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Shut down news network Al Jazeera, Arab states to Qatar
MUMBAI: Saudi Arabia, the United Arab Emirates, Bahrain and Egypt have sent Qatar a list of 13 demands and have asked the country to comply to them within 10 days. One of these demands includes shutting down of the Qatari-owned Al Jazeera news network.
According to a CNN report, Qatar is studying these demands. The Ministry of Foreign Affairs told the news network that it would give its official response to Kuwait, which has been acting as the mediator between Qatar and its neighbours.
UAE Foreign Minister Anwar Garagash yesterday accused Qatar of leaking the document of demands, which was published by Arab press several hours prior to its official release. He tweeted in Arabic accusing Qatar.
The director of Qatar’s Government Communication Office Sheikh Saif bin Ahmed Al-Thani said in a statement that the demands confirm what Qatar has said from the beginning: “The illegal siege has nothing to do with combating terrorism, (but) it is about limiting Qatar’s sovereignty, and outsourcing our foreign policy.”
The four countries say the list will become void if Qatar fails to comply within the 10-day period. They called on Qatar to sever ties with the Muslim Brotherhood, ISIS, al Qaeda, Hezbollah and Jabhat Fateh al Sham. According to the document, if Qatar agrees to the terms, it will undergo a monthly examination during the first year following the agreement, before switching to once every three months during the second year. After that, Qatar will undergo a yearly examination for the next ten years.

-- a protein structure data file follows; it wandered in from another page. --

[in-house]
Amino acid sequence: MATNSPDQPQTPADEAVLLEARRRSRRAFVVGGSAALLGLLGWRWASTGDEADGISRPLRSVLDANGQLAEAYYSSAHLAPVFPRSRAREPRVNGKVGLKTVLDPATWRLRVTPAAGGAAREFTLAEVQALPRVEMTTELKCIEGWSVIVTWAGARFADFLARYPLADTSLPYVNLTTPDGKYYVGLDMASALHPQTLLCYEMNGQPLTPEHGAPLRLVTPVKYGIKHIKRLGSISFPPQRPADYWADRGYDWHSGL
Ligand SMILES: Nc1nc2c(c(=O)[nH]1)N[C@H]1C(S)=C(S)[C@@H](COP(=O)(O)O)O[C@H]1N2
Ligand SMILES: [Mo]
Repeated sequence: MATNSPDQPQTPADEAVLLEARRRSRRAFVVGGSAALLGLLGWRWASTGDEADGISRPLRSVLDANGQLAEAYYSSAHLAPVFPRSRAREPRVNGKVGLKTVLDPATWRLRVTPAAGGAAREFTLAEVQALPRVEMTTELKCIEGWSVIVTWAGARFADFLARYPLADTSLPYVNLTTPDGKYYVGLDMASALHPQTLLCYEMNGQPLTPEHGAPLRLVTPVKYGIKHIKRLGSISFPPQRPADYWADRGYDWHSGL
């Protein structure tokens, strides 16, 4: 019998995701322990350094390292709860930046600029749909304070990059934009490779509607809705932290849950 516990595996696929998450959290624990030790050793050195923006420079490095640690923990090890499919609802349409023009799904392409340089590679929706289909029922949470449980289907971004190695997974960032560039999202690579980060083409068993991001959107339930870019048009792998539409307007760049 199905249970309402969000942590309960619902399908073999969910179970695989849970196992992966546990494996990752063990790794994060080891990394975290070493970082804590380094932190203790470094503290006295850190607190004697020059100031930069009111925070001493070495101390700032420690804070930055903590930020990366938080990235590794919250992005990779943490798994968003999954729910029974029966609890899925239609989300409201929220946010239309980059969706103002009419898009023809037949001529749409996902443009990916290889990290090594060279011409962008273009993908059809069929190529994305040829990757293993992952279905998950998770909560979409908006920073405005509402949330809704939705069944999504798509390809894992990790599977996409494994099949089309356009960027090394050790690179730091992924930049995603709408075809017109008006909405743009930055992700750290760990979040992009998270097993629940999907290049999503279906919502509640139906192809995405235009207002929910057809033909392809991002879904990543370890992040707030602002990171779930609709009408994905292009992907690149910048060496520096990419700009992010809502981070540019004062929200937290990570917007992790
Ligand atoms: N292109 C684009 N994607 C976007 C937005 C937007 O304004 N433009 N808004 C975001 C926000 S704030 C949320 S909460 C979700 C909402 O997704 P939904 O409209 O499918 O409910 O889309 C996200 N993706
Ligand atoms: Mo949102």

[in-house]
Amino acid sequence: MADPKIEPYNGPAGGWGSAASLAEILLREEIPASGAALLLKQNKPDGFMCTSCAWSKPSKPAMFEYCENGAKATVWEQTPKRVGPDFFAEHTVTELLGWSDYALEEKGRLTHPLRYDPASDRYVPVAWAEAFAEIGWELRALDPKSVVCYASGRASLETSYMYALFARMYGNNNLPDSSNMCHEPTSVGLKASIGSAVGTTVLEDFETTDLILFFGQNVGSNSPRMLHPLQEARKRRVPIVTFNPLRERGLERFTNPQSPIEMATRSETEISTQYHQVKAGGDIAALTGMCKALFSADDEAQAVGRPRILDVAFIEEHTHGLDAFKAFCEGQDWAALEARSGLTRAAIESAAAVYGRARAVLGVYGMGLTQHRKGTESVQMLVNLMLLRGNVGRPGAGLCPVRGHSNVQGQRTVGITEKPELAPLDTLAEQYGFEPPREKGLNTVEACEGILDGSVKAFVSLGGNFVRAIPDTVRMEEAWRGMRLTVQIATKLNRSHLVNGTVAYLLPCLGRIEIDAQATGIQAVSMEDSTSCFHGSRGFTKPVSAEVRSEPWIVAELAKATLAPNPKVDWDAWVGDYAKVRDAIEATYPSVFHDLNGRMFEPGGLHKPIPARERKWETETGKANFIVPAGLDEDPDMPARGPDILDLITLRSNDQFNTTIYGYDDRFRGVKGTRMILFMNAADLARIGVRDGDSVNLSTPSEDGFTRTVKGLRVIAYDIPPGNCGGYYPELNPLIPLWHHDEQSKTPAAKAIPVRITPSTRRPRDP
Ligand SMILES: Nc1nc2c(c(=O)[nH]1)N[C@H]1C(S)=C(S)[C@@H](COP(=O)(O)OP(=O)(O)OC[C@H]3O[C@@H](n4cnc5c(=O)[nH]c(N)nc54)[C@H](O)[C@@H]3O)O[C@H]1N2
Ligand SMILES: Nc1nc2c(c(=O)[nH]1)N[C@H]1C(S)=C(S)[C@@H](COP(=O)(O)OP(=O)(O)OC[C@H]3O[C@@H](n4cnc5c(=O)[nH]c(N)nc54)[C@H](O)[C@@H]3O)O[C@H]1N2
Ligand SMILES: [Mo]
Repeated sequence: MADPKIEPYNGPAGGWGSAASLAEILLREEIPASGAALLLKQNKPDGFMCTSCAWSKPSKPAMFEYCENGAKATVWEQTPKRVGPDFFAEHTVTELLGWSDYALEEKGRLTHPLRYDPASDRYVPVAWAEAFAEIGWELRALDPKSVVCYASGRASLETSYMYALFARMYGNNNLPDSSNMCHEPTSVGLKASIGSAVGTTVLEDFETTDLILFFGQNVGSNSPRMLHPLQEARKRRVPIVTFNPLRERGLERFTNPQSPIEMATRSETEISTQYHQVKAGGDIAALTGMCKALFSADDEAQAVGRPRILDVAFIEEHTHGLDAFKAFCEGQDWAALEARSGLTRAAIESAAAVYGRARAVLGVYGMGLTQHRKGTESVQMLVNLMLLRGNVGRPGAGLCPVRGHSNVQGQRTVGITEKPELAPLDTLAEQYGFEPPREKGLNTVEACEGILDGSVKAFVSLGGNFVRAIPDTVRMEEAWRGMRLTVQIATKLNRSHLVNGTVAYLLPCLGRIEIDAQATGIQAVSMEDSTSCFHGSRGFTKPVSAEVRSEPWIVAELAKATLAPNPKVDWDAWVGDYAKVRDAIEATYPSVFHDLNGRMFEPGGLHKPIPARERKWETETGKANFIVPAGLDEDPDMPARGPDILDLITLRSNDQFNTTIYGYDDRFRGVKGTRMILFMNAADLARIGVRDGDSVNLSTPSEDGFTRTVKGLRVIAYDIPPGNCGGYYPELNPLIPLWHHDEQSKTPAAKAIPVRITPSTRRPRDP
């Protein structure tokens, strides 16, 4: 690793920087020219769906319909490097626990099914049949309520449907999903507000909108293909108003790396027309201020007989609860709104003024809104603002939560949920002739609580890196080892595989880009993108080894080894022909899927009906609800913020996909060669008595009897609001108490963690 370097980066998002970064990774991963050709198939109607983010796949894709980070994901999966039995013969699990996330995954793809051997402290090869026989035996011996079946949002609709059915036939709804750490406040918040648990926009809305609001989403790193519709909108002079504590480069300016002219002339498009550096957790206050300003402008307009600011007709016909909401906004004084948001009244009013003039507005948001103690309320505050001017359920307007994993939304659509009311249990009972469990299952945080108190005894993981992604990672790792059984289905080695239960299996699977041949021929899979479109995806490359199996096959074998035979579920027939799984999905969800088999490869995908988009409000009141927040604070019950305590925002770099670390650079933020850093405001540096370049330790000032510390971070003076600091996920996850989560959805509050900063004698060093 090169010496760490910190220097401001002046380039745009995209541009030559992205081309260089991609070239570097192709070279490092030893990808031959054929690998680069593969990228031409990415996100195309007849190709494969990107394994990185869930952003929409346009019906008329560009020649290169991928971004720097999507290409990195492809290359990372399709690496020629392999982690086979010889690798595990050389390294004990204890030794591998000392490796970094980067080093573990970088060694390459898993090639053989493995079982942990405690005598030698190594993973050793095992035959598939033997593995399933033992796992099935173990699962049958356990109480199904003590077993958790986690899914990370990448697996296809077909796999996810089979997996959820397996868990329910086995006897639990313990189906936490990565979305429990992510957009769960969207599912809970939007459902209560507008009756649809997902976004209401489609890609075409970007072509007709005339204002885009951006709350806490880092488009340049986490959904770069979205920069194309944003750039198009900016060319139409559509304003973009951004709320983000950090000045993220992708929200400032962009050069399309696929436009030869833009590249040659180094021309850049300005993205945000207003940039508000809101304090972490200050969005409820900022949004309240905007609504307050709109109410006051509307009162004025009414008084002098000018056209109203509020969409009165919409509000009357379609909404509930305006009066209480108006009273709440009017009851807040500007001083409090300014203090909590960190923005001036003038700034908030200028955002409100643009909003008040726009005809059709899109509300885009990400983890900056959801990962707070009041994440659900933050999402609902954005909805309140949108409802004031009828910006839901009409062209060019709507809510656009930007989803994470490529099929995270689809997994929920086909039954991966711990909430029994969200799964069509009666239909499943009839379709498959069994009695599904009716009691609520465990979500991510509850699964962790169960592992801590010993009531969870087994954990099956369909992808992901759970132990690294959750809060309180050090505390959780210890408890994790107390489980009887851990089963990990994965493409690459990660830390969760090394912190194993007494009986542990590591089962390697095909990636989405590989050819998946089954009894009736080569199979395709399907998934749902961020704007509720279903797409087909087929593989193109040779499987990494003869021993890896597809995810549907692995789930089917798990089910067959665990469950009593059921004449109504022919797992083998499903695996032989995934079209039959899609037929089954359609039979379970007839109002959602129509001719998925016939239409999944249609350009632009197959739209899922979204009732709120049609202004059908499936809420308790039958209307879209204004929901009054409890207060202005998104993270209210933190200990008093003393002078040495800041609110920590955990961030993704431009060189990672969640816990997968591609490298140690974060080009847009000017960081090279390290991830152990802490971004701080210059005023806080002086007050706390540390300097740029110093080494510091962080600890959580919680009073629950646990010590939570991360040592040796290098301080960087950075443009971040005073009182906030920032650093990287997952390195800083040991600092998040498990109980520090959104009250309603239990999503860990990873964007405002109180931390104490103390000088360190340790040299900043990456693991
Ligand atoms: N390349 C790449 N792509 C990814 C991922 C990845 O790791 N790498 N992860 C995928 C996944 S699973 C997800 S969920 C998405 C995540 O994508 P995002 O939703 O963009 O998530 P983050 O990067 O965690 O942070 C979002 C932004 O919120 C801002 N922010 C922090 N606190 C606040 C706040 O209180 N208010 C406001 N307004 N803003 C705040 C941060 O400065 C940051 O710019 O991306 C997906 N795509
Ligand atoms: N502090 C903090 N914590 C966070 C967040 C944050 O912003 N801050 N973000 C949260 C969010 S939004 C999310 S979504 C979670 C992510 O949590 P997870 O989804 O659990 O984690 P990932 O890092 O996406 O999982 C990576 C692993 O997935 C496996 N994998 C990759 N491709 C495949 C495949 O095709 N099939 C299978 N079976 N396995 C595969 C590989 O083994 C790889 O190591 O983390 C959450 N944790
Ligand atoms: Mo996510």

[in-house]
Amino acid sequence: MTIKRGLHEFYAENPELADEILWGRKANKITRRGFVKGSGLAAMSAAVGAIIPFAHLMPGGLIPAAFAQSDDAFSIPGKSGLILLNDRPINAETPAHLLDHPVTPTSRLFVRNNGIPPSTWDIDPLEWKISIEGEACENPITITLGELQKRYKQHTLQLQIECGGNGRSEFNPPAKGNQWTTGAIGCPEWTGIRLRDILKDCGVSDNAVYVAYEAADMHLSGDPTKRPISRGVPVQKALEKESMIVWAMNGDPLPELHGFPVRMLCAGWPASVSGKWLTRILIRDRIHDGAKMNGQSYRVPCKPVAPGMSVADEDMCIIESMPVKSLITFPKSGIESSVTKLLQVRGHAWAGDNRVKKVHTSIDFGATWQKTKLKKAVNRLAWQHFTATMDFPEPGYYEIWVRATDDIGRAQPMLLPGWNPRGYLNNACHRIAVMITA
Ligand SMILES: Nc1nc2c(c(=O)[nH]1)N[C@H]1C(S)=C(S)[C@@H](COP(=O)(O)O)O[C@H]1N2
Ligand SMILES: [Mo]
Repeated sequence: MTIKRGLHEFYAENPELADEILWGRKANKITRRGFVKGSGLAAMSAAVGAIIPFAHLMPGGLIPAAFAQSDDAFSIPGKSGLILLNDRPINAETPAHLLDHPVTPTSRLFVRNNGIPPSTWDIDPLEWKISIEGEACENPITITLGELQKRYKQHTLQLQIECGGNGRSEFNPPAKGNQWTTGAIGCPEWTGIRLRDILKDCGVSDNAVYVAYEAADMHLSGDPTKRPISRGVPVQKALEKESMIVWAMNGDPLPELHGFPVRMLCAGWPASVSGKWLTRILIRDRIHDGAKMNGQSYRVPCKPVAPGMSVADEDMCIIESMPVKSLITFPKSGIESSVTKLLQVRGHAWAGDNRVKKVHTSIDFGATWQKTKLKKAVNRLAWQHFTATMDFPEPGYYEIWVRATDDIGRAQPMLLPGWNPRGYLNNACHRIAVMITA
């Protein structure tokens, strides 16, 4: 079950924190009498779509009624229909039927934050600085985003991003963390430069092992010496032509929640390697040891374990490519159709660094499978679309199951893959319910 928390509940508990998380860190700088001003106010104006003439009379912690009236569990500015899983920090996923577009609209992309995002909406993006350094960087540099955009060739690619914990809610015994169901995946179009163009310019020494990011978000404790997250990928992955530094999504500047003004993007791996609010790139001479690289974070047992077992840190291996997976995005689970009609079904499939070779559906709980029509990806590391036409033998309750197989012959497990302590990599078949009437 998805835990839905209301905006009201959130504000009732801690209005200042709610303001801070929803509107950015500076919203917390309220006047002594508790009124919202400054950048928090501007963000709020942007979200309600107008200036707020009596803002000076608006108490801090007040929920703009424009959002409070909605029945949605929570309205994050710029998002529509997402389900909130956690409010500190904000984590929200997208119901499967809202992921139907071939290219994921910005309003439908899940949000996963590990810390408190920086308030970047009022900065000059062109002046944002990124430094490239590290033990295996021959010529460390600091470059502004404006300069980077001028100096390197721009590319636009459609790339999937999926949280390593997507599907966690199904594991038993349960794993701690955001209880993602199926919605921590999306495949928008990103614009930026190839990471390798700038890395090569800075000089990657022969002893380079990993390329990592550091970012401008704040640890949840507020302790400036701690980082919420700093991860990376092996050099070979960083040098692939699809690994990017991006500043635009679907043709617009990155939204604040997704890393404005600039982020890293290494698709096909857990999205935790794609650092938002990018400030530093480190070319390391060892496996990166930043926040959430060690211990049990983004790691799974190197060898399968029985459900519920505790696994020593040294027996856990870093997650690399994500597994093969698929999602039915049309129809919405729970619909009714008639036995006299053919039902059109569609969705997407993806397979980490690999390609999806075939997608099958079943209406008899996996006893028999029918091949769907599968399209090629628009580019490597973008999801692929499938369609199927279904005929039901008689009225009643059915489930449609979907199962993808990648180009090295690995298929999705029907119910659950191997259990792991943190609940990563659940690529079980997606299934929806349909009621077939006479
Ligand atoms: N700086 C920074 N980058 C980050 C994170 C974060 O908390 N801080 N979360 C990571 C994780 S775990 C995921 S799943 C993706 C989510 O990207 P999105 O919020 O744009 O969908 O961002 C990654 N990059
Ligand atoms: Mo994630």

However, Al-Jazeera on Friday denounced demands to shut down the network by countries involved in a dispute and said that any call to close down the network is an attempt to silence freedom of expression in the region. “We assert our right to practice our journalism professionally without bowing to pressure from any government or authority and we demand that governments respect the freedom of media to allow journalists to continue to do their jobs free of intimidation, threats and fear-mongering,” it said in a statement.
Earlier this month, Saudi Arabia, Egypt, the United Arab Emirates and Bahrain broke ties with Qatar and restricted access to land, sea and air routes. The ties were broken over the allegations that it funds terrorism. The accusation was rejected by Doha but President Donald Trump has resonated.
The move has left Qatar, whose only land border is shared with Saudi Arabia, under a de facto blockade by its neighbours.
Al-Jazeera was launched in 1996 with financial support from Qatar’s rulers. It has over the years grown into one of the Middle East’s most influential and controversial media outlets. It became one of the most widely watched Arabic channels, but has long drawn the ire of Mideast governments for airing alternative viewpoints, including hosting Israeli officials.
The network’s critics said that the Arabic-language services in particular advance Qatar’s goals by promoting Islamist movements like the Muslim Brotherhood that pose a populist threat to rulers in other Arab countries.